Sunday, January 9, 2011

More MOM Research

By Mister Curie

Mormons for Marriage had an interesting post that I saw this morning on mixed-orientation marriages.  Apparently the Journal of Marital and Family Therapy has recently published a review of the research that has been performed on mixed-orientation marriages over the past 20 years.  The post is an interesting read and the actual article even more so.

From the article's discussion, which I thought was a pretty apt description:

Mixed-orientation marriages are fraught with complexity, as reported in quantitative, qualitative, and case study research. Gay, bisexual, and lesbian spouses must manage homoerotic feelings or activities while maintaining their marriage and considering the needs of their straight spouse. Pressure from within is described in these data as arising from tension between societal expectations, love for spouse, and same-sex attraction; fear of losing one’s family; developing a  cogent sense of self while compartmentalizing feelings and behaviors; dealing with ambiguity about one’s sexual identity across contexts; and being able to live intentionally and with integrity. Renegotiation of sexuality within marriage is a challenge for both partners in MOM, as is finding a network that accepts and supports both the individuals and couple as a whole. Friendship and love between spouses, along with shared children, led to family life and community integration. These were reported to deter couples from separating and to enhance their general life satisfaction.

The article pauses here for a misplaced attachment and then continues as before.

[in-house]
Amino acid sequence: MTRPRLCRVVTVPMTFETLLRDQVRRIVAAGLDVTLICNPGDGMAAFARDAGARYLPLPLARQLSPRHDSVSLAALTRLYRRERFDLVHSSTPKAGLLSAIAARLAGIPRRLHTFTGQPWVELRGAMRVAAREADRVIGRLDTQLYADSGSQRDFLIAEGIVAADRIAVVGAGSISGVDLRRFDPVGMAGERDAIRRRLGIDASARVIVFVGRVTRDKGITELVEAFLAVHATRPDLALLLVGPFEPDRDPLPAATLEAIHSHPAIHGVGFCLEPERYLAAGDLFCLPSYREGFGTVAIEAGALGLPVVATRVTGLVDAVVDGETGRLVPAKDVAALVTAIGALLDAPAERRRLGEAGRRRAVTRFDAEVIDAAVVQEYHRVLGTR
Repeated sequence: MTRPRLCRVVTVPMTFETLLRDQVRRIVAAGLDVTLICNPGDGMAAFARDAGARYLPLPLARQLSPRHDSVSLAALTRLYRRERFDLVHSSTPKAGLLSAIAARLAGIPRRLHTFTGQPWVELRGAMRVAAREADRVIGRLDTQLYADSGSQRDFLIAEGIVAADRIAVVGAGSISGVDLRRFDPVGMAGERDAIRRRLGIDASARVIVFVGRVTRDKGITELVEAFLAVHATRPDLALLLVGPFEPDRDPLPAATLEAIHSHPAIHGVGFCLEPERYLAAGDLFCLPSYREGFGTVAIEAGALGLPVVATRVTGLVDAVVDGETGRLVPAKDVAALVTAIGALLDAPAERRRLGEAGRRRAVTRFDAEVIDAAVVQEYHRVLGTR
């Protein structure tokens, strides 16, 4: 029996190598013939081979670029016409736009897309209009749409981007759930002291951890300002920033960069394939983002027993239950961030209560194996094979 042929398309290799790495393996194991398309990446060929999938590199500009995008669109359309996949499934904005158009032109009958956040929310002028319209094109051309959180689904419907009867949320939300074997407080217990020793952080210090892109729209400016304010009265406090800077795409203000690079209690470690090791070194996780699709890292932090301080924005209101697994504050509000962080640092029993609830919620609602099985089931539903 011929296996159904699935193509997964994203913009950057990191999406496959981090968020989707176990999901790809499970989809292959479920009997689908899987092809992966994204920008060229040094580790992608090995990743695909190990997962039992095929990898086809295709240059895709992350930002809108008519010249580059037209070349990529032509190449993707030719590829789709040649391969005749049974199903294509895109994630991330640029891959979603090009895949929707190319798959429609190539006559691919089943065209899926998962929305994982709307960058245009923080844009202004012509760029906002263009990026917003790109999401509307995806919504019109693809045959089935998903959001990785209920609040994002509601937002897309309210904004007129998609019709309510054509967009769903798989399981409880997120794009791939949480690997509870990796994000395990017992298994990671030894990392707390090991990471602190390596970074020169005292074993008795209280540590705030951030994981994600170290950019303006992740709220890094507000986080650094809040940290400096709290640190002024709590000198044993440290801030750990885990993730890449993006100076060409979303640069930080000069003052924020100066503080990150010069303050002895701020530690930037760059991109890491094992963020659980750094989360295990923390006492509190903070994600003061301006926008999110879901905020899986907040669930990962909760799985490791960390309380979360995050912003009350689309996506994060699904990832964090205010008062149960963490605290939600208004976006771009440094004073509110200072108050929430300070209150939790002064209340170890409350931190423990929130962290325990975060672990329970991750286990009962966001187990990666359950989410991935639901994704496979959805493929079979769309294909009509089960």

And regarding the wives in a MOM:

Straight women in MOM experienced an array of responses after their husband’s coming out, ranging from outrage to relief. Such women’s experiences were often conceptualized in terms of loss, shock, and sadness. Responses included isolating themselves, feeling humiliated, seeking counseling, and attempting to renegotiate or dissolve their marriage. Many women sought counseling to reorganize their feelings and thoughts about their marriages. Sexual practices in marriages that endured included monogamy, celibacy, menage a` trois, open marriage, and variations on an agreement not to discuss extramarital sexual activity.


  1. I laud your courage to speak out about these issues. You draw a lot of attention to yourself and Madame Curie. You two are very strong individuals. Much of the anecdotal info you share here in your blog seems to have been confirmed by this research. I have always enjoyed what you post. It isn't an easy journey that you and Madame Curie are on but it seems that you two are committed to making it work. I would like to get my hands on the study. There are a lot of interesting studies about human sexuality that are coming out. So much good research out there these days. Too bad most of the members of the Church are unexposed to it and don't recognize the heartache they cause by not being informed.

  2. Thanks for posting this. Yours is one of the first blogs I followed after coming out to myself and my wife more than a year ago. I told my wife before we got married that I was attracted to guys, but it took me 15 years to understand what that really meant. My story is way to long and complicated to bring out here, but we are working hard to make this marriage viable and happy for both of us. In this process I have more or less left the church behind, but I still attend on Sundays to support my wife and kids. It's very hard to belong to an organization that doesn't accept who you are.

    Thanks for your insights.

  3. ProgresivMormon- There is a lot of interesting research out there, and I really enjoy research!

    Andy - thanks for commenting. I'd be very interested to hear your story sometime. I'm glad that you are following mine.